Visitors are invited to experience several of Tryon Palace’s permanent exhibits, which can be found in the North Carolina History Center, Governor’s Palace, and the New Bern Academy Museum.
For a look at our visiting exhibitions, click here.
New Bern Academy Museum
“Face to Face: Civil War Sketches and Stories”
Experience New Bern’s Occupation through the eyes of African Americans, Confederates, Union soldiers, and women caught between both North and South. Spanning the March 1862 invasion of Burnside’s forces, through the devastation of the 1864 yellow fever epidemic, “Face to Face” reveals the daily lives of both military officials and citizens under their rule through artifacts, audiovisual panels, compelling stories, and period images. Learn more about the New Bern Academy Museum, located at 508 New Street.
Displayed artifacts include:
• Civil War drum that was captured at the Battle of New Bern, March 14, 1861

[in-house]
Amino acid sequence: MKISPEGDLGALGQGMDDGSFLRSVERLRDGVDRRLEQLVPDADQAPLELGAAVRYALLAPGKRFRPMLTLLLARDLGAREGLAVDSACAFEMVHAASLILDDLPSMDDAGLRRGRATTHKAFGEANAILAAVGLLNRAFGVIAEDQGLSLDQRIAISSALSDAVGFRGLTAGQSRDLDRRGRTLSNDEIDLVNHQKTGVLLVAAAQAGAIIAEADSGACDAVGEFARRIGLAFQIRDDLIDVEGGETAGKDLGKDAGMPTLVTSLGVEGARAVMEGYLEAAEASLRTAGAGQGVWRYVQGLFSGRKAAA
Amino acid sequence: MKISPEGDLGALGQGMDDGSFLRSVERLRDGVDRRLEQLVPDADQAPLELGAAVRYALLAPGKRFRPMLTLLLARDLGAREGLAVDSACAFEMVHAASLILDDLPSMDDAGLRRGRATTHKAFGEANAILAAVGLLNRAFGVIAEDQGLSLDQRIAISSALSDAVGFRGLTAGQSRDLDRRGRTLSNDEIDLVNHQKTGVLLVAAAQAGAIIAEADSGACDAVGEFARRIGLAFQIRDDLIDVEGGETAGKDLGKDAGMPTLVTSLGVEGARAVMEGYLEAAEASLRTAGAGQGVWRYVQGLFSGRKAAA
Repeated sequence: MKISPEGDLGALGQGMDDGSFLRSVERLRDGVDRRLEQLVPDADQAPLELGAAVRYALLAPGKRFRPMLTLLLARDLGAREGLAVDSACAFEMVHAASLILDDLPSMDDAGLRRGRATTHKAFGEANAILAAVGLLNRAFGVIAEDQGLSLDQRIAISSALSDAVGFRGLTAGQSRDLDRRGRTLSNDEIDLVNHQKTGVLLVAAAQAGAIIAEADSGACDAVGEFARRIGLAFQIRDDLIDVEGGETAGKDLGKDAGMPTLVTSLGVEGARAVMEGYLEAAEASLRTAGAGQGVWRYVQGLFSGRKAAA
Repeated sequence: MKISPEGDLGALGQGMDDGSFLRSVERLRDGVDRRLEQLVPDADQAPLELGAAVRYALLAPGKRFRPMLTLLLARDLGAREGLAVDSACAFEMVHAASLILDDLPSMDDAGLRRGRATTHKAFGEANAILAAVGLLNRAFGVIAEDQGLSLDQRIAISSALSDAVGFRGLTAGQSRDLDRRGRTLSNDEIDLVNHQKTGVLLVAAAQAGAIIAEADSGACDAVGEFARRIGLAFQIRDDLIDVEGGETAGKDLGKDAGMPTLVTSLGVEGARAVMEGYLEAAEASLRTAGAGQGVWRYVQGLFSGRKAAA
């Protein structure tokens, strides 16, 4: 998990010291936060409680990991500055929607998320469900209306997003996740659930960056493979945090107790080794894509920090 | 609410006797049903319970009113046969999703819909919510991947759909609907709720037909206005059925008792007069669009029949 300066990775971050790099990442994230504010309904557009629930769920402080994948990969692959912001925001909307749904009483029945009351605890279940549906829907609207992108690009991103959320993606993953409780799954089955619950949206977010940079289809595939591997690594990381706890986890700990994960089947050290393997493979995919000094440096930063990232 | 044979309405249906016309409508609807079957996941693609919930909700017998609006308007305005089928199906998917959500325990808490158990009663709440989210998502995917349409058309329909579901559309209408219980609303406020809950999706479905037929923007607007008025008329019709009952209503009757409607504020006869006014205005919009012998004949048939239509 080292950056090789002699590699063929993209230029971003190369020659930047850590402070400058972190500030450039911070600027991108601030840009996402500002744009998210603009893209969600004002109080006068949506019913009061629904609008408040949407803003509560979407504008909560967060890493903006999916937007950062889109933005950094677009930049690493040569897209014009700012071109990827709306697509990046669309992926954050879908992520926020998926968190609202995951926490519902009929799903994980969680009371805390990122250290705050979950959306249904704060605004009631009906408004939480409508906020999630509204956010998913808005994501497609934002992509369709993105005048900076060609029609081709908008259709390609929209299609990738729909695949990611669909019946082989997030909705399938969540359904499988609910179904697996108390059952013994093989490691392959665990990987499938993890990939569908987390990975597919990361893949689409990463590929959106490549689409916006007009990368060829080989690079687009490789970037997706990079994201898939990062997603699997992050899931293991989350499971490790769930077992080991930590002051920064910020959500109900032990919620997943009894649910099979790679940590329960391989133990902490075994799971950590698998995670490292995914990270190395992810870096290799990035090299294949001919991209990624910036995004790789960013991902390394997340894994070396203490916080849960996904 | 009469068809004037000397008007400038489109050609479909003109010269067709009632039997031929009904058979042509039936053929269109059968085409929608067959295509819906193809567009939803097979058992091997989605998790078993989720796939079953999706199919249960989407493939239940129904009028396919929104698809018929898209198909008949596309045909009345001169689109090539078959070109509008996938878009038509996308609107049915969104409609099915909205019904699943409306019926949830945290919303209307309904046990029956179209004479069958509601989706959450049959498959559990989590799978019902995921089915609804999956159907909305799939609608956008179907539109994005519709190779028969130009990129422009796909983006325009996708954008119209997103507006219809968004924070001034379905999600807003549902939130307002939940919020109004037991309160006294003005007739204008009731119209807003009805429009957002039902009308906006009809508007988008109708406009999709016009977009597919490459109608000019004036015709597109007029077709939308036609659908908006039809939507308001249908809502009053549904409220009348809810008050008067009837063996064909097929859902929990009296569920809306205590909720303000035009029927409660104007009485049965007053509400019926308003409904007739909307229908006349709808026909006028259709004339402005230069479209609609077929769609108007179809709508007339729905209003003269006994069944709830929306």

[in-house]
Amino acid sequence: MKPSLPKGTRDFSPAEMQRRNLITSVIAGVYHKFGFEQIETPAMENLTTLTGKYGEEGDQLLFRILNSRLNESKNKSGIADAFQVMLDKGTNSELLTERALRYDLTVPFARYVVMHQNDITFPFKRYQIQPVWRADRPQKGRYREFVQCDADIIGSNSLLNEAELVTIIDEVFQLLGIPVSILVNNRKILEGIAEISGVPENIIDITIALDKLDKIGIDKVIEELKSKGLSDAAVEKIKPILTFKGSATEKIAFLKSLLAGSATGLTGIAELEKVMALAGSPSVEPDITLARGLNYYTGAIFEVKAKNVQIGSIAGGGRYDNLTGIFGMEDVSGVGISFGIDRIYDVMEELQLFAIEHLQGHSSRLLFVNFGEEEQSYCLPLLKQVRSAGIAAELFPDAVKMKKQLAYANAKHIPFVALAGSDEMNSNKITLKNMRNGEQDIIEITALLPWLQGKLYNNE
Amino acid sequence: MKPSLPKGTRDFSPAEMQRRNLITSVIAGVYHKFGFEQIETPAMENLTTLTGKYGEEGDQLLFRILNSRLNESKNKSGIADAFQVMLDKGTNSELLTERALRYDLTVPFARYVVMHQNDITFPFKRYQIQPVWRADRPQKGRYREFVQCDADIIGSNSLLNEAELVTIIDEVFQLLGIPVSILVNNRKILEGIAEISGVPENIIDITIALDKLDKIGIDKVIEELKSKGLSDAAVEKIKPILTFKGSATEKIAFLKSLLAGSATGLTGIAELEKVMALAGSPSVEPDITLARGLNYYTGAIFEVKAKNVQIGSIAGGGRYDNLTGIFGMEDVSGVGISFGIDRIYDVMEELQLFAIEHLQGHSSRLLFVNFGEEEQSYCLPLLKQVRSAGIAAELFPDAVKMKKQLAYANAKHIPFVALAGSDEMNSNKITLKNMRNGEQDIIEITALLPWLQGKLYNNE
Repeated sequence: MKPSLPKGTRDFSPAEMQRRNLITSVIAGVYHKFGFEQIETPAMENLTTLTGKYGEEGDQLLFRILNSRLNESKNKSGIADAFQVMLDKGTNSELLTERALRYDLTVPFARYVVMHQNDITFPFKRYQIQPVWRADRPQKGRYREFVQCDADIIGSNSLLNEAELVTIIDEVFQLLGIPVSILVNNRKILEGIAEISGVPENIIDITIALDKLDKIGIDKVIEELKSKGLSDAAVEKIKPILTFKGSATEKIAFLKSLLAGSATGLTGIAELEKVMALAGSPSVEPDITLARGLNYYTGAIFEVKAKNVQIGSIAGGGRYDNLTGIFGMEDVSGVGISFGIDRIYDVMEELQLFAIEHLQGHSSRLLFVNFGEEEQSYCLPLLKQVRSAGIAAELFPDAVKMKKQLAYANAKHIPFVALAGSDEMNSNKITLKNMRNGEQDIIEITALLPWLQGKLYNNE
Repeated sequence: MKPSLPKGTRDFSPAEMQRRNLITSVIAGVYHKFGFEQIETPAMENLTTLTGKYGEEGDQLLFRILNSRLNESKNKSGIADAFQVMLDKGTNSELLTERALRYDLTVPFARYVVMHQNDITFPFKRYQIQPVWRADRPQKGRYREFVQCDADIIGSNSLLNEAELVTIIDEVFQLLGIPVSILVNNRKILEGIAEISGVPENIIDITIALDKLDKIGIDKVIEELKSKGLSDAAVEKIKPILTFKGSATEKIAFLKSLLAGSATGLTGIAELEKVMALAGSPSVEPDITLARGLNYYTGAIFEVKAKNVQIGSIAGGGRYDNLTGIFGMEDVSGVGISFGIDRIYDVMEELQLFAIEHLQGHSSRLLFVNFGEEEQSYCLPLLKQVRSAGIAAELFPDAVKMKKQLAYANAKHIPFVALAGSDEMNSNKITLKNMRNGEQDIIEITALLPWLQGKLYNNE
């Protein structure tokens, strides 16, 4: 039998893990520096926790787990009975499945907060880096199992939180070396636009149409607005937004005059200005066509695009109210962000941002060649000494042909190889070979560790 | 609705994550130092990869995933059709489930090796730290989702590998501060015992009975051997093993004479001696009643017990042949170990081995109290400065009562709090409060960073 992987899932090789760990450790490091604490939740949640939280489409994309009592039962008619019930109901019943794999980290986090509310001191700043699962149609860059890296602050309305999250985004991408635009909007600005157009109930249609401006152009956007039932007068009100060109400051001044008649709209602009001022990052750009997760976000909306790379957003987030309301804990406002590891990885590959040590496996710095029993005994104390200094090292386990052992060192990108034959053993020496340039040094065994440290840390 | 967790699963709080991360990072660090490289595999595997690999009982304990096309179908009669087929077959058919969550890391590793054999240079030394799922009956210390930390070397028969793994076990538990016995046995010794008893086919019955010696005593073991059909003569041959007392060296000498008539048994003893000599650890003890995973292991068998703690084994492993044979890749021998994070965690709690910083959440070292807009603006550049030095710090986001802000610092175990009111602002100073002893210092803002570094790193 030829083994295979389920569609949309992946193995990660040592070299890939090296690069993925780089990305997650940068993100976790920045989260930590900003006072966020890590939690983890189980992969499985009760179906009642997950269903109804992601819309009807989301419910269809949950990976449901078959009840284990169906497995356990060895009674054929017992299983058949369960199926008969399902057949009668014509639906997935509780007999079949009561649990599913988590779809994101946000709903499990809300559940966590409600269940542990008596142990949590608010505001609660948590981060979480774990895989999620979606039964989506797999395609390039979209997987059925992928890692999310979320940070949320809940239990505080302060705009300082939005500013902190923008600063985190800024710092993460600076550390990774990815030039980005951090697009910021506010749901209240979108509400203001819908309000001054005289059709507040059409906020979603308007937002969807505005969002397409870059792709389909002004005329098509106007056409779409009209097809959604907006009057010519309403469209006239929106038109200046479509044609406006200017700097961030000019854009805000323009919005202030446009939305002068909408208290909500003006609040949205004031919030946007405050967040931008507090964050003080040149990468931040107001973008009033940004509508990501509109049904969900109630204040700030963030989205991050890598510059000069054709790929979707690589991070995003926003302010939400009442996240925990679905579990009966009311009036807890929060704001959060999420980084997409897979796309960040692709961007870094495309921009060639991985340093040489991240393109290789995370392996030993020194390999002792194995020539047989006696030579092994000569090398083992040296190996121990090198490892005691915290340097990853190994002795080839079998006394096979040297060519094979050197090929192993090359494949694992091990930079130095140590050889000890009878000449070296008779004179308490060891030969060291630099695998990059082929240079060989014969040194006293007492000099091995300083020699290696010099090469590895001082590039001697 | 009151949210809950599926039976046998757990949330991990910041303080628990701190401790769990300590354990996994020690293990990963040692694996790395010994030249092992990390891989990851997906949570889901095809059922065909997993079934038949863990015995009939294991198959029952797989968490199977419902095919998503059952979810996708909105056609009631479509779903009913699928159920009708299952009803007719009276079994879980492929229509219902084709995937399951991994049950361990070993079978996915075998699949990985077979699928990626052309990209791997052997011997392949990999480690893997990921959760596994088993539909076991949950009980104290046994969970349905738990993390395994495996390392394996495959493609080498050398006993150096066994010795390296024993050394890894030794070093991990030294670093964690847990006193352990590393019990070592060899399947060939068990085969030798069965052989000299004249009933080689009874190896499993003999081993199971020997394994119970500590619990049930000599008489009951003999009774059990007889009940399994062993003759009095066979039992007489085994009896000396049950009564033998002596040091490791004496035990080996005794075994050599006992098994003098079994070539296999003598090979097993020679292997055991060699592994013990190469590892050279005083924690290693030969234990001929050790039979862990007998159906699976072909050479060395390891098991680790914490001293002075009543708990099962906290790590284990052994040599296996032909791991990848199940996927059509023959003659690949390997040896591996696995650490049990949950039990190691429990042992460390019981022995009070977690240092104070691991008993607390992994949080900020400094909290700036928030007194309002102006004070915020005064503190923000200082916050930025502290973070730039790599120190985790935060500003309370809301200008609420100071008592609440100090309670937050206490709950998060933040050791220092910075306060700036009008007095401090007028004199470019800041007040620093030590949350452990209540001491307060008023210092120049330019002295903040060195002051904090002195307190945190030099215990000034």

• Civil War era patriotic apron on loan from the New Bern Historical Society
• Amputation kit from the period
• Artifacts that were stolen by Union soldiers and later recovered
• A recreated hospital scene depicting a yellow fever outbreak
North Carolina History Center
Guion Gallery – “Treasures from the Attic”
Named in honor of Bess Guion, Tryon Palace’s newest gallery was dedicated on April 5, 2019, as part of the 60th Anniversary Celebration of Tryon Palace’s reopening. The Guion Gallery honors the original collection of decorative arts, and boasts pieces purchased by and donated to Tryon Palace. Tryon Palace reinterpreted the Governor’s Palace and grounds in an attempt to make it more historically accurate to how Governor Tryon may have lived here in 1770. This reinterpretation made many of the decorative arts pieces unusable in the historical setting. In an attempt to display the beautiful and impressive collection spearheaded by Mrs. Maude Moore Latham, theTreasures from the Attic exhibit will remain a permanent exhibit in the Guion Gallery in the North Carolina History Center. Entrance to the Guion Gallery and Treasures from the Attic exhibit is free to the public.
Regional History Museum
North Carolina’s Central Coastal Region comes to life through artifacts, graphics, audios, videos, and touch-screen interactives. Follow the “River of Light” to explore five centuries of the region’s history and learn more about the key forces that shaped its development. Learn more.